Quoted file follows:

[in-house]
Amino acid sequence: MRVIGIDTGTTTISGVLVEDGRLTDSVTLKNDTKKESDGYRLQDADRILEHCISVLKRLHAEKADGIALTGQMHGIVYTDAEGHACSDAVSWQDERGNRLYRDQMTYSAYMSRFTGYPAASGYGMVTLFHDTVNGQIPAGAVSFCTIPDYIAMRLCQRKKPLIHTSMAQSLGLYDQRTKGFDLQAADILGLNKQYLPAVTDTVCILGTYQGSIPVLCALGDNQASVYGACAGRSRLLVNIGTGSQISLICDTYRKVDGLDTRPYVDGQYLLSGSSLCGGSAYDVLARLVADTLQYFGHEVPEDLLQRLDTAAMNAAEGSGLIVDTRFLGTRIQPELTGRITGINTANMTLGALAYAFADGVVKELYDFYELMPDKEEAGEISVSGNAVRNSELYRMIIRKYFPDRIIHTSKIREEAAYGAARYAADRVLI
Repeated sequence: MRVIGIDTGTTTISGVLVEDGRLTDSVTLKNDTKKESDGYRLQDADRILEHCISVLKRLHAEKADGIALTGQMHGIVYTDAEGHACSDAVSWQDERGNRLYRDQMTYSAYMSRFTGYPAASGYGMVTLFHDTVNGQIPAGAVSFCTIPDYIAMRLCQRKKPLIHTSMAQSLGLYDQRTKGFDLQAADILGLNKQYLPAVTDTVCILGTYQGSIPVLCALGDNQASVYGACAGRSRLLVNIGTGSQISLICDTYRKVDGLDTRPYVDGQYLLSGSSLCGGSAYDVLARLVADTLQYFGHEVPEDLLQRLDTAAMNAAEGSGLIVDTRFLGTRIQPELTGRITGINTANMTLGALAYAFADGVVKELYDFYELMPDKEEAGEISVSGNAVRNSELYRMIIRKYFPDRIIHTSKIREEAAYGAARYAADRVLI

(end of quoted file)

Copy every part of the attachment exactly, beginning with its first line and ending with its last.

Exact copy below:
[in-house]
Amino acid sequence: MRVIGIDTGTTTISGVLVEDGRLTDSVTLKNDTKKESDGYRLQDADRILEHCISVLKRLHAEKADGIALTGQMHGIVYTDAEGHACSDAVSWQDERGNRLYRDQMTYSAYMSRFTGYPAASGYGMVTLFHDTVNGQIPAGAVSFCTIPDYIAMRLCQRKKPLIHTSMAQSLGLYDQRTKGFDLQAADILGLNKQYLPAVTDTVCILGTYQGSIPVLCALGDNQASVYGACAGRSRLLVNIGTGSQISLICDTYRKVDGLDTRPYVDGQYLLSGSSLCGGSAYDVLARLVADTLQYFGHEVPEDLLQRLDTAAMNAAEGSGLIVDTRFLGTRIQPELTGRITGINTANMTLGALAYAFADGVVKELYDFYELMPDKEEAGEISVSGNAVRNSELYRMIIRKYFPDRIIHTSKIREEAAYGAARYAADRVLI
Repeated sequence: MRVIGIDTGTTTISGVLVEDGRLTDSVTLKNDTKKESDGYRLQDADRILEHCISVLKRLHAEKADGIALTGQMHGIVYTDAEGHACSDAVSWQDERGNRLYRDQMTYSAYMSRFTGYPAASGYGMVTLFHDTVNGQIPAGAVSFCTIPDYIAMRLCQRKKPLIHTSMAQSLGLYDQRTKGFDLQAADILGLNKQYLPAVTDTVCILGTYQGSIPVLCALGDNQASVYGACAGRSRLLVNIGTGSQISLICDTYRKVDGLDTRPYVDGQYLLSGSSLCGGSAYDVLARLVADTLQYFGHEVPEDLLQRLDTAAMNAAEGSGLIVDTRFLGTRIQPELTGRITGINTANMTLGALAYAFADGVVKELYDFYELMPDKEEAGEISVSGNAVRNSELYRMIIRKYFPDRIIHTSKIREEAAYGAARYAADRVLI